Pop culture obsessives writing for the pop culture obsessed.

In Hear This, A.V. Club writers sing the praises of songs they know well—some inspired by a weekly theme and some not, but always songs worth hearing. This week, in anticipation of the Sochi Olympics, we’re celebrating jock jams—or songs we think should be jock jams.

Simplicity was The White Stripes’ guiding principle. Look past the candy cane wardrobe, the willfully obtuse album art, and the fact that Meg White might be a robot, and everything about the band’s music is straightforward. In interviews, Jack White used to describe the band’s minimalist arrangements in terms of his pet numerological obsession: “I’ve always centered the band around the number three. Everything was vocals, guitar, and drums or vocals, piano, and drums.” There was a freedom in those limitations, and the band got a surprising amount of sound and songs from a trio of instruments.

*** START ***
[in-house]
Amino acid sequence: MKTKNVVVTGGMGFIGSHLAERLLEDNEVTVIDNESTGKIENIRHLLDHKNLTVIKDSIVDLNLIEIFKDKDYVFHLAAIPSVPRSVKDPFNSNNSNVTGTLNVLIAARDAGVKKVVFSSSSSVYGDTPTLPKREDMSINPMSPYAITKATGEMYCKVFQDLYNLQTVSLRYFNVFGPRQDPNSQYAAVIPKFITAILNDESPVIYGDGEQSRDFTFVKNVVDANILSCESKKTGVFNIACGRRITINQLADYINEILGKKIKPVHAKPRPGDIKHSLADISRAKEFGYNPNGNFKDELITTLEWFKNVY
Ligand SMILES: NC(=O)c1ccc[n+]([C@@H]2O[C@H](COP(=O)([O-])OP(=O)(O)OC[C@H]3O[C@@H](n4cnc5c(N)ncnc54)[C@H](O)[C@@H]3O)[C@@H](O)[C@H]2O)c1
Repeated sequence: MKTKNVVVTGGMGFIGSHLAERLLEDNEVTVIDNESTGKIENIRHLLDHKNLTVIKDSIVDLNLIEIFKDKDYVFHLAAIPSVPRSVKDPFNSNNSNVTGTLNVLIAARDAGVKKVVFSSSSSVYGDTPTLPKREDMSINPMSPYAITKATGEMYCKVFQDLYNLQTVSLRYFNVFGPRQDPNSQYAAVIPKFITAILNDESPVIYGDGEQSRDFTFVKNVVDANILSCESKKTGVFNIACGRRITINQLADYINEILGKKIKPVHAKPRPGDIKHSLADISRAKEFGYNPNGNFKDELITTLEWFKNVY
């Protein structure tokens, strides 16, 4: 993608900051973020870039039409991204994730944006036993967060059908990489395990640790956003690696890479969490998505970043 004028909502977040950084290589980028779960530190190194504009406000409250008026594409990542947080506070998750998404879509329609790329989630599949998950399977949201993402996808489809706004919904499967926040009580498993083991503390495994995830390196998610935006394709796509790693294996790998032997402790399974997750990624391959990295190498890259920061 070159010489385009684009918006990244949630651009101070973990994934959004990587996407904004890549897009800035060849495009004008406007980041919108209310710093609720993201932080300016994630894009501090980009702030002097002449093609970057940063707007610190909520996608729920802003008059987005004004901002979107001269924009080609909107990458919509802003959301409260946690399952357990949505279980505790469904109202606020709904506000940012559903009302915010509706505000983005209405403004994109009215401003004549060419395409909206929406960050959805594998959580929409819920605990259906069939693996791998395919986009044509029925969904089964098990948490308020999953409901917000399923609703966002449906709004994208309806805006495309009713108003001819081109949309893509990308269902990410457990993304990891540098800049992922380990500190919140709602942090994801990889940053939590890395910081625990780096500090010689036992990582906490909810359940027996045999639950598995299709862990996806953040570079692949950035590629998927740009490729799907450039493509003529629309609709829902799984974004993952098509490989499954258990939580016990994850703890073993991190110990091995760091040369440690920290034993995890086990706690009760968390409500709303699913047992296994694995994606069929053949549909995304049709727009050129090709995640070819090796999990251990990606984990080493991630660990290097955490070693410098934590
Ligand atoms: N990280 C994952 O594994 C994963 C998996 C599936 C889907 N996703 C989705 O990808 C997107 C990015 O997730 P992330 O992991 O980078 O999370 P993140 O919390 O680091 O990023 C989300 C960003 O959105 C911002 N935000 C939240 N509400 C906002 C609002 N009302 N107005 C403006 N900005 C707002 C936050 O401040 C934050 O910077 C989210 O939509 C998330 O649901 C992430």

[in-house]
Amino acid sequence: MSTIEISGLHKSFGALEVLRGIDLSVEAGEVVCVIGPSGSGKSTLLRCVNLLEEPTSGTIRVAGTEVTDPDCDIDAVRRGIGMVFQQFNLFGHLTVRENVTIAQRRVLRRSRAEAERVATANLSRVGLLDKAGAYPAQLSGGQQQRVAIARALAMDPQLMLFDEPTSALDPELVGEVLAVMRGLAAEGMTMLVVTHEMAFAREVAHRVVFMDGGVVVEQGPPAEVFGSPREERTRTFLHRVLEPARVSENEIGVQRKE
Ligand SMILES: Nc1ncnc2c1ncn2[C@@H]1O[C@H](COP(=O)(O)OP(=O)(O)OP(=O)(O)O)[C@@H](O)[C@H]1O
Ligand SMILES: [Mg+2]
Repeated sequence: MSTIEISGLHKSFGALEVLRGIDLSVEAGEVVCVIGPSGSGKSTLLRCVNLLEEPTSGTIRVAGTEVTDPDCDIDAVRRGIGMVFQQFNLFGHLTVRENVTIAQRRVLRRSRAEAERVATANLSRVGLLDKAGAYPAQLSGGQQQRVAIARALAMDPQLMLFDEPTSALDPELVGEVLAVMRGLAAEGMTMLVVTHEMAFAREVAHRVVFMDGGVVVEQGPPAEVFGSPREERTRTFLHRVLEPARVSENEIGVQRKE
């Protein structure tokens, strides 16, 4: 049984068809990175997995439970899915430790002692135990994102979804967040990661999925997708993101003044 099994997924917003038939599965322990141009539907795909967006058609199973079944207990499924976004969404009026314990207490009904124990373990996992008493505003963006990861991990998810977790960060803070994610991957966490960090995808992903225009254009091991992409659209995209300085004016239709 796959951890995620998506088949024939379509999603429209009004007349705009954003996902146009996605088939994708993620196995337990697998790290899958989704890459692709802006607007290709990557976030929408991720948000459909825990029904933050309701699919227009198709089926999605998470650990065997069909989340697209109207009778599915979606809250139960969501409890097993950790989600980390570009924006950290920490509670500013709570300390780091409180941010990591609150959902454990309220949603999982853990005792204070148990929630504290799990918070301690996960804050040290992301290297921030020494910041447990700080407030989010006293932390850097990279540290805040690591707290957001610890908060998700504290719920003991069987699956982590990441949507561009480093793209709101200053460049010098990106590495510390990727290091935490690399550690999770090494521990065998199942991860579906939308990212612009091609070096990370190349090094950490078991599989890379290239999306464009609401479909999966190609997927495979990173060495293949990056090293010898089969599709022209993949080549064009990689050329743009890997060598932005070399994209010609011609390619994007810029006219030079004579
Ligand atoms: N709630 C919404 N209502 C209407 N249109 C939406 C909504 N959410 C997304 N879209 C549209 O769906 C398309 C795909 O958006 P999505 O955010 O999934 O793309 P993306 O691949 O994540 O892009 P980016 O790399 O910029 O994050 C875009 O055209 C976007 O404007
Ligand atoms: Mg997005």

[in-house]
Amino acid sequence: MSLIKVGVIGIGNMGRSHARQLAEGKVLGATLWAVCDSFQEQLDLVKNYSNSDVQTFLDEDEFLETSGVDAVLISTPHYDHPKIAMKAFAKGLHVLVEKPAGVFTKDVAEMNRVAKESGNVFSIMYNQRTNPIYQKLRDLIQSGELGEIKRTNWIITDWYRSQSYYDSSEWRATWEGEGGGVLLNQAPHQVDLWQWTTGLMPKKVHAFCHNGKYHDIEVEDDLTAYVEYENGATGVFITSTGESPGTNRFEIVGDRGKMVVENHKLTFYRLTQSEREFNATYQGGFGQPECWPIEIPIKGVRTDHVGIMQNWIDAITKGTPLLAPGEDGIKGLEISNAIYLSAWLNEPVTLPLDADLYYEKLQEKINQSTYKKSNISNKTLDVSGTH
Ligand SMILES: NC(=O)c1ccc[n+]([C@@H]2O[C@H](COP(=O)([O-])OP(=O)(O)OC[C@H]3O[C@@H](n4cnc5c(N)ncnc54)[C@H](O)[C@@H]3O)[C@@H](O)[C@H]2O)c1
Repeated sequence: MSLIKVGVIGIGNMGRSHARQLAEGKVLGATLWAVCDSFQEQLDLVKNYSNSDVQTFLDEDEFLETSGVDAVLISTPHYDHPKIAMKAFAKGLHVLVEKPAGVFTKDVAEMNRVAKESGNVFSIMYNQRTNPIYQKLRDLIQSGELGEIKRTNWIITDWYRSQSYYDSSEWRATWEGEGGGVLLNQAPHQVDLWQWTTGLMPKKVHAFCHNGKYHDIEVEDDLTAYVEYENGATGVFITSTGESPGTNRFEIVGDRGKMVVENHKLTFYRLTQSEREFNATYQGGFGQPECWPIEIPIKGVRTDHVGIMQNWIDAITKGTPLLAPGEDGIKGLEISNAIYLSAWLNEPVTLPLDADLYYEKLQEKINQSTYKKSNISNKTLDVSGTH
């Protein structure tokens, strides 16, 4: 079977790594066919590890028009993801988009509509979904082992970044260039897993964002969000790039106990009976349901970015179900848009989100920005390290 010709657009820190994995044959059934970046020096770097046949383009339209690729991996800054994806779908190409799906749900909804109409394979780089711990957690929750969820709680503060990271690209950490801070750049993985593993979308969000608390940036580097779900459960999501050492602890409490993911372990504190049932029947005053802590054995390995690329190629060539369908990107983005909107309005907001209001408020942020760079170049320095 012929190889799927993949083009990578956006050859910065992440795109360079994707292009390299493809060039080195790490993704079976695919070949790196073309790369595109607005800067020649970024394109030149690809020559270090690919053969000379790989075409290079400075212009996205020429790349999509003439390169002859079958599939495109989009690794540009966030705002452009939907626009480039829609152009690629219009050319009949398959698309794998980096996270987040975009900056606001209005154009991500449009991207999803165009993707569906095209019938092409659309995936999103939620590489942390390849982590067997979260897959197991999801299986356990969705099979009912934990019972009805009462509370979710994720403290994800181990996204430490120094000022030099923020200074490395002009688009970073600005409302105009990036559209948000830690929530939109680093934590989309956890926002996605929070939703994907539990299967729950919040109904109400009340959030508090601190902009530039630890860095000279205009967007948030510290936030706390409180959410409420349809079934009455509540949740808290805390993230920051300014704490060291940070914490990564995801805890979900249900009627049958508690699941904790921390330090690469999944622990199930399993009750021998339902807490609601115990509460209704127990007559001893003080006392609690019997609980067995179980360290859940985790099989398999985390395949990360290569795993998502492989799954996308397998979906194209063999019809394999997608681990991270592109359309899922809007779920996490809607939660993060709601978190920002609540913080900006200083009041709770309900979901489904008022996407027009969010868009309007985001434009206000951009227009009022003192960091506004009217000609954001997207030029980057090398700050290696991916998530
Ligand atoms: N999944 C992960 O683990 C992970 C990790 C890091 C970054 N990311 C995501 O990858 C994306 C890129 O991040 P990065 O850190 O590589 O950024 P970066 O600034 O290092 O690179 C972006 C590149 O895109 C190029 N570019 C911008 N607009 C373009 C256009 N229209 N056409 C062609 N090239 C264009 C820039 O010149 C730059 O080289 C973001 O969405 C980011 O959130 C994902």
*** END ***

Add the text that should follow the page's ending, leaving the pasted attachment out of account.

Yet, The White Stripes reached the greatest number of ears with just one of those instruments, multiplied several thousand times, and they had no direct hand in it either. As detailed by Deadspin, the Stripes’ 2003 single “Seven Nation Army” became an international sports anthem by happenstance. It’s a tradition that traverses continents and cultures, because some Belgian soccer fans heard it before a match. “Seven Nation Army,” a fuzzed-out side-one, track-one that sounds rather puny next to the likes of “Hells Bells” or “Crazy Train,” is a rallying cry for people who’d have no context to understand the malapropism that gave the song its name.

And it all comes down to that simplicity. There are only a few measures of “Seven Nation Army” that don’t feature the song’s main riff. It’s instantly familiar, instantly memorized, and in true White Stripes fashion, Jack and Meg managed to build those seven notes (not divisible by three, but there are some triplets in the melody) into one of the ’00s signature album openers. Most of the people who know “Seven Nation Army” will never know how well it leads into “Black Math”—but the octave-hopping gallop of that track isn’t as easy to chant with 100,000 of your closest friends.

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